Price convergence in the EU:
What can we learn from the car market?

16 May 2018

By Georg Strasser[1]

The dispersion of prices between Member States of the European Union (EU) is a popular indicator of the economic integration of the internal market. Car prices in the EU converged from the 1990s until the year 2003, after which this development ceased. The remaining price dispersion between countries is systematically linked to product features, reflecting manufacturer pricing-to-market.

A business can often increase its revenue by tailoring prices to its customers' willingness to pay. Consider a business that wishes to charge one price in one country and another price in another country. Its ability to do so is limited, mainly by what economists call “cross-border arbitrage”: if the same product is cheaper in a foreign country, consumers save money by purchasing it abroad instead of purchasing it at a higher price in their home country. The easier it is to shop abroad, the more cross-border arbitrage limits what a business can charge in a particular country. Many directives by the European Commission (EC) aim at the elimination of practices that hinder cross-border arbitrage within the internal market.[2] The Member States of the EU share an integrated common market, regulations, deep trade relations and, across part of the region, even a common currency. Arbitrage might be expected to make the price for a good in one EU Member State more or less equal to its price in other Member States. But is that really the case? This article concludes that easier arbitrage reduced car price differences until the year 2003. The remaining price differences, however, are substantial and persistent.

Price dispersion and convergence

To answer this question, Dvir and Strasser (2018) look at the market for new cars. They focus on cars for three reasons. First, a car is often among the most significant purchases of tradable goods that households make, and therefore the potential gains from buying abroad are large compared to the effort needed to compare prices internationally. Second, cars are branded items produced in very few locations and their key technical features are relatively easy to compare. Third, most new cars in Europe are built to order, meaning that local inventories will not affect prices much. The study uses a panel of list prices for the most popular car models within each market segment in each EU Member State. The EC sampled these prices twice per year from 1993 until 2006 and once per year from 2007 until 2011. From 2000 onwards, these prices can be matched with a dataset of technical car specifications.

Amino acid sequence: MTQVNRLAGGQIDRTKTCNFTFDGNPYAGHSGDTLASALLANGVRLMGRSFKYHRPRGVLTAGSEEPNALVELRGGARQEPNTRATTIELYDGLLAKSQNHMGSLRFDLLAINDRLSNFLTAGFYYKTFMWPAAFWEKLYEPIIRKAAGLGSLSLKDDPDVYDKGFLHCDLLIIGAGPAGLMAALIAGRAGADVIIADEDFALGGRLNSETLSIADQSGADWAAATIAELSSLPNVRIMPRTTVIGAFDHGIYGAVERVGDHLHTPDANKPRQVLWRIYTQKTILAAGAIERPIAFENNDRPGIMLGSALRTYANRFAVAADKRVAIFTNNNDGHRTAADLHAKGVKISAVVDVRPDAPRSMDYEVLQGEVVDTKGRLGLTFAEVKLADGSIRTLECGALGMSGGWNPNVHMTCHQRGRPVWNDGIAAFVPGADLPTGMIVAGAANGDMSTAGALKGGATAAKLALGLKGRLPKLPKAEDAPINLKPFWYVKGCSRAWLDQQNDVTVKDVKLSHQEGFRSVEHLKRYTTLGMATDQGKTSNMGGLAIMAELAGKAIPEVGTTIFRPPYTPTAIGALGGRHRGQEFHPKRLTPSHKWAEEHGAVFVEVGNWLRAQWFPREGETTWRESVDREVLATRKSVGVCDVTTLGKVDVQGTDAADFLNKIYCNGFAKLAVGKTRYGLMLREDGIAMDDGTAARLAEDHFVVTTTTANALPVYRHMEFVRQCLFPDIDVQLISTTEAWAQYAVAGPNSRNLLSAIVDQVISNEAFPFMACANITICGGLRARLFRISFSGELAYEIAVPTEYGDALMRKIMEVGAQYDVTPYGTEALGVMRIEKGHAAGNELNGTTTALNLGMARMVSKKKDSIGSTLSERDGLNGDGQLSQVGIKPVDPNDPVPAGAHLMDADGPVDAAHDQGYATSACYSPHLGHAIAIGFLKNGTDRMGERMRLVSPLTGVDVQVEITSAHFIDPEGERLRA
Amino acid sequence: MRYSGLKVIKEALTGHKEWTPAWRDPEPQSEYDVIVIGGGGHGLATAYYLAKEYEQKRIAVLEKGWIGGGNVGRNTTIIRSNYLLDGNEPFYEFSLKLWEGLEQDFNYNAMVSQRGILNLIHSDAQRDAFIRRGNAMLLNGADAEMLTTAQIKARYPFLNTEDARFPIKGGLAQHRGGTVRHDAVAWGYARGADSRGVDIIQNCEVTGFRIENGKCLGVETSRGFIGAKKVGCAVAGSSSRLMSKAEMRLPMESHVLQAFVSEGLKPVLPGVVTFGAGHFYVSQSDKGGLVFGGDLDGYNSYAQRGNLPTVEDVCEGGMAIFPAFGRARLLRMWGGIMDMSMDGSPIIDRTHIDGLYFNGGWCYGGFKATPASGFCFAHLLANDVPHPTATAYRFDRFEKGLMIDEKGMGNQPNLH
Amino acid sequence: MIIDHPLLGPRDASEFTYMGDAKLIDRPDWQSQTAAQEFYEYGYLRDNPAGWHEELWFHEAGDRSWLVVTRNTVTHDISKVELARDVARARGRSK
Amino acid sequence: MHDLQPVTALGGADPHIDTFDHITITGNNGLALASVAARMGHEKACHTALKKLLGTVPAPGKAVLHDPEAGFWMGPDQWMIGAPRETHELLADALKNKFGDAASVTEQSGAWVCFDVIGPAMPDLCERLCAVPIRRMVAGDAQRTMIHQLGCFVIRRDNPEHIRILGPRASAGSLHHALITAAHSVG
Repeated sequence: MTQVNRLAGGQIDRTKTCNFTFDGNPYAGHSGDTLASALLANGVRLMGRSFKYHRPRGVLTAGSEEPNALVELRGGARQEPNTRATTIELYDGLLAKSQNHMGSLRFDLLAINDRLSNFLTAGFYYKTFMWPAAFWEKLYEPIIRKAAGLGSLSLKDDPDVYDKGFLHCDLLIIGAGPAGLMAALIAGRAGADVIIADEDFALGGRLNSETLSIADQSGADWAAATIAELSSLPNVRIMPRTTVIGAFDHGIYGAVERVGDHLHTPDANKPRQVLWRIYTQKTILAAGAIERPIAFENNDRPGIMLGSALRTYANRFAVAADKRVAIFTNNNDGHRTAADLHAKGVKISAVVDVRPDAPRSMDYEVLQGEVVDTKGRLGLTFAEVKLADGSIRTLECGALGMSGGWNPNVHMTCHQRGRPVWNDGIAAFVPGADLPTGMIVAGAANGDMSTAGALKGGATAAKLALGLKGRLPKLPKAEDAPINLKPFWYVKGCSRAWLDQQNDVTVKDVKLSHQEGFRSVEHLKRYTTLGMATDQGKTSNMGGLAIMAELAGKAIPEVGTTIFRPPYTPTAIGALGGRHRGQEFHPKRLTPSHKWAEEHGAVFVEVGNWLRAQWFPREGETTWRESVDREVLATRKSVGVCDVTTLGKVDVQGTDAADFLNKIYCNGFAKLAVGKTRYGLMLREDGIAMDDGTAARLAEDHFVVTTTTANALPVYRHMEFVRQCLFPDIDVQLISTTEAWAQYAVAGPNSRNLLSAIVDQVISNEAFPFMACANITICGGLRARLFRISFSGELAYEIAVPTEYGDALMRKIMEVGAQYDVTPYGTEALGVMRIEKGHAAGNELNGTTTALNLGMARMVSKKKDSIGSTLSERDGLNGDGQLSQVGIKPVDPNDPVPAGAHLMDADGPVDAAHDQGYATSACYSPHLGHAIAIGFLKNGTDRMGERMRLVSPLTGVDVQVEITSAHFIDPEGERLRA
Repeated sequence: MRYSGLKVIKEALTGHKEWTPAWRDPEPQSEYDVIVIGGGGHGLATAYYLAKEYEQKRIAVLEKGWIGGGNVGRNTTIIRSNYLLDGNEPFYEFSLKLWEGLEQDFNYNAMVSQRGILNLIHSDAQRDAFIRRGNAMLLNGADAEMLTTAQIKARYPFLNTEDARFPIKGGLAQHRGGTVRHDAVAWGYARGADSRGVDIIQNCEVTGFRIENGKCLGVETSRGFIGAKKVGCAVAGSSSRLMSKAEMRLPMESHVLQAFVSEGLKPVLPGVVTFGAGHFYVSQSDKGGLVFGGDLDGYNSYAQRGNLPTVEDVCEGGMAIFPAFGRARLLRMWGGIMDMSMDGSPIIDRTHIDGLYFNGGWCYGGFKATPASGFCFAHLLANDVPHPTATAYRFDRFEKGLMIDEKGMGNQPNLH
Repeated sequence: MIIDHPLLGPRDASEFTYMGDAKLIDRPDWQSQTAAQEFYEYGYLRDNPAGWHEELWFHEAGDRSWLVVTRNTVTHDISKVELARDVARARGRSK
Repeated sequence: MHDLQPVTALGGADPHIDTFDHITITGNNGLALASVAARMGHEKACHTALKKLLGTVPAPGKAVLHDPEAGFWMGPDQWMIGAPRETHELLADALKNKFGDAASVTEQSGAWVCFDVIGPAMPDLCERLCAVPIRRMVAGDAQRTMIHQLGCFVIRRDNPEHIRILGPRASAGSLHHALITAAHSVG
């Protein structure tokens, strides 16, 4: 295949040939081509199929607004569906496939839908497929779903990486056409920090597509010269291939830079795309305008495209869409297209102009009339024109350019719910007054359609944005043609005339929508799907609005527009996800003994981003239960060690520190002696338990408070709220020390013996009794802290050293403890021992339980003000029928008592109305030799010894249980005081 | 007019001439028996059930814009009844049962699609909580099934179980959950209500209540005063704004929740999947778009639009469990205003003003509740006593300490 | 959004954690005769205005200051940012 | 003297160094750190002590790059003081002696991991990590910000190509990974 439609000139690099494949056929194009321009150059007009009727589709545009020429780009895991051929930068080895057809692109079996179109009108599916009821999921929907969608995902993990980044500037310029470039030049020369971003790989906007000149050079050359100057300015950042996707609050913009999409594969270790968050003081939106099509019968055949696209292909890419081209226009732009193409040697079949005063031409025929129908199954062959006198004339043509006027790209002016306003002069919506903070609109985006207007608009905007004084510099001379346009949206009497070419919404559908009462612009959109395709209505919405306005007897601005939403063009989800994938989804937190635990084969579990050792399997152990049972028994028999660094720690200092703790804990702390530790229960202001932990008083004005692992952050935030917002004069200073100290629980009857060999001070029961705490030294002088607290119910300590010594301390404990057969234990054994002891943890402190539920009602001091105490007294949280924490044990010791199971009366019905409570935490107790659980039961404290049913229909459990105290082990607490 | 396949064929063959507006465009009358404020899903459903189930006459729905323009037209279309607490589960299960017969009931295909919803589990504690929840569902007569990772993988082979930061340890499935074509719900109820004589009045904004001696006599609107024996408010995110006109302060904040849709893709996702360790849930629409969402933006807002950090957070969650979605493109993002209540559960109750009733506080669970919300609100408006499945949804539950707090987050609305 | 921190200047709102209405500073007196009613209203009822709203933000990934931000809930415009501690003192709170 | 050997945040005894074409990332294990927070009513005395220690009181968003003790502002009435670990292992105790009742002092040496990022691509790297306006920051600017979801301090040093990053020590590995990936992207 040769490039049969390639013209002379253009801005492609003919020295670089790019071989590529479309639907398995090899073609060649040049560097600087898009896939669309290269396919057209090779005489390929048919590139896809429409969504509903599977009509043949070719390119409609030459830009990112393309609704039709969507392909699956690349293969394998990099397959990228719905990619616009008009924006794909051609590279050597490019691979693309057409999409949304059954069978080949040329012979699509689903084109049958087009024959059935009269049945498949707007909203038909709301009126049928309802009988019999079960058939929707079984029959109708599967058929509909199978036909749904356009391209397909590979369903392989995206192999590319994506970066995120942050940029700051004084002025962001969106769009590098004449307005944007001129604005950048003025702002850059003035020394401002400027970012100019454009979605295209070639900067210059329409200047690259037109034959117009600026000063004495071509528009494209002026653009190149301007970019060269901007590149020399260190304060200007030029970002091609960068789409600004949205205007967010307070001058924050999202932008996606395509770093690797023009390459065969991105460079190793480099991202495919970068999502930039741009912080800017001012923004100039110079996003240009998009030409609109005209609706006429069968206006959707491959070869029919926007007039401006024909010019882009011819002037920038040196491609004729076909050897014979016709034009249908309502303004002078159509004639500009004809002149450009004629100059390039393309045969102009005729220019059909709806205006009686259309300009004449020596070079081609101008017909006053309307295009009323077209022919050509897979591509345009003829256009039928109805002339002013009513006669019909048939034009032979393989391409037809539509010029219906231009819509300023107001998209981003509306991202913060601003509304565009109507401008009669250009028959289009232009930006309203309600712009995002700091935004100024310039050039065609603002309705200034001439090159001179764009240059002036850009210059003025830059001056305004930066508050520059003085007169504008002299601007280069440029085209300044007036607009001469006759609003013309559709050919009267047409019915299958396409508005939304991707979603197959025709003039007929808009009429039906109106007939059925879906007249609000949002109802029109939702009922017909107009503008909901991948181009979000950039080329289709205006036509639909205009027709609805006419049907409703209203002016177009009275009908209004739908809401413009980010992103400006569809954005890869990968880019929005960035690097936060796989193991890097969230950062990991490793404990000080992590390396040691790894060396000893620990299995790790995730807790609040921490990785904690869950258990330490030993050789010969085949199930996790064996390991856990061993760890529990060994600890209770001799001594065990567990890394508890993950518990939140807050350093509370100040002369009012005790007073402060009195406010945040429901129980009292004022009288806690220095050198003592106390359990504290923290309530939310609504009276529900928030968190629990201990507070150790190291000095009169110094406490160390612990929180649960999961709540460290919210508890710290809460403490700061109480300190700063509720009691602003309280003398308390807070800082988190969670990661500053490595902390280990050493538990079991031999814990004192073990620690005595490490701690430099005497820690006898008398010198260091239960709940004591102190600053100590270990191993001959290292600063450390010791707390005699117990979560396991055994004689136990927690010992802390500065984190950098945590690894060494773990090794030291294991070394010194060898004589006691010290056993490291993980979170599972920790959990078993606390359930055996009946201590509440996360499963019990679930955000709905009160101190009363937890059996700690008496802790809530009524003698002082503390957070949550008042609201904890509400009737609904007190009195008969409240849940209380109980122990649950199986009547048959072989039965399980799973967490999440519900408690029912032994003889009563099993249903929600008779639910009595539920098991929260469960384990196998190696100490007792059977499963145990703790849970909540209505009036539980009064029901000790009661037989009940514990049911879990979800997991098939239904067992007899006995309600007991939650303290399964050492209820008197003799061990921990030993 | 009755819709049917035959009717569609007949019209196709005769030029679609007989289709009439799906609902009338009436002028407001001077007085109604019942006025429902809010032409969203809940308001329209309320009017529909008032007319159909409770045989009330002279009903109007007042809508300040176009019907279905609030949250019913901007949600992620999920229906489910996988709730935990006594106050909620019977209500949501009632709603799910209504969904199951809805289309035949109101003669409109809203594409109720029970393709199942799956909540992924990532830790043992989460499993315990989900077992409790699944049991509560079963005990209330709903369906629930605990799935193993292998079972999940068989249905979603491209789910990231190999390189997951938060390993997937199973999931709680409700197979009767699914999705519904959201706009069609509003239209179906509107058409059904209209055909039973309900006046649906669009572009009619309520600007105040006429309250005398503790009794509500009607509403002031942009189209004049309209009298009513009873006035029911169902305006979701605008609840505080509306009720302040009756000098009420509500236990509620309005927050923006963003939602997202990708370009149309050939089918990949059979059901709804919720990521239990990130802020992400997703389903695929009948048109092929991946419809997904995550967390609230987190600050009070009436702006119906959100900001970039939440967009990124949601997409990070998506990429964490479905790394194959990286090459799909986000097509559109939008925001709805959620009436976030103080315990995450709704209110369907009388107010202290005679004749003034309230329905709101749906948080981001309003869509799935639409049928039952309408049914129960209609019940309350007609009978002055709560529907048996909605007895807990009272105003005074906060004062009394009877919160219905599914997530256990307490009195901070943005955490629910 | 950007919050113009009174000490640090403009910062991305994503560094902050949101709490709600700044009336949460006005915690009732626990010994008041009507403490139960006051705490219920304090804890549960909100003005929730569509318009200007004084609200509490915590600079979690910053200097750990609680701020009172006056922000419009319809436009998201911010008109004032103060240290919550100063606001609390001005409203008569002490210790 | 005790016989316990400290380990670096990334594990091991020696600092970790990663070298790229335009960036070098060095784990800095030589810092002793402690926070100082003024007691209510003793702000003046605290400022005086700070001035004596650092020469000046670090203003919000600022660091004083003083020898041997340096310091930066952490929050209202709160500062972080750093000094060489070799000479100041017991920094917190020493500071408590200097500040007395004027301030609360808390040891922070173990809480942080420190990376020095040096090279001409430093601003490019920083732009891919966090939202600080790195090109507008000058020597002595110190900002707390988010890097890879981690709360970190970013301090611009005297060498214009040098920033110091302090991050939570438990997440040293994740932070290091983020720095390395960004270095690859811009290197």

Despite the Single Market, car prices within the EU differ substantially. The pricing of goods as complex as cars at brick-and-mortar dealerships appears to follow different rules or customs than the pricing of branded goods online.[3] Among EU-15 countries [4] the price of a typical car model varied by about 20% in the year 2004 and considerably more in other years. These price differences far exceed transportation costs and so cannot be explained by the cost of physical arbitrage alone.

Figure 1: Car price ranges

Notes: The vertical axis measures 100 times the difference between the maximum and the minimum logarithmised pre-tax price of an identical car model across EU-15 Member States. For a given time period, the distribution of these price ranges is displayed by a box and its whiskers. Boxes represent the 25th-75th percentiles of models, with the horizontal line denoting the median. The whiskers extend over the range of all observations except for extreme outliers, which are shown as circles.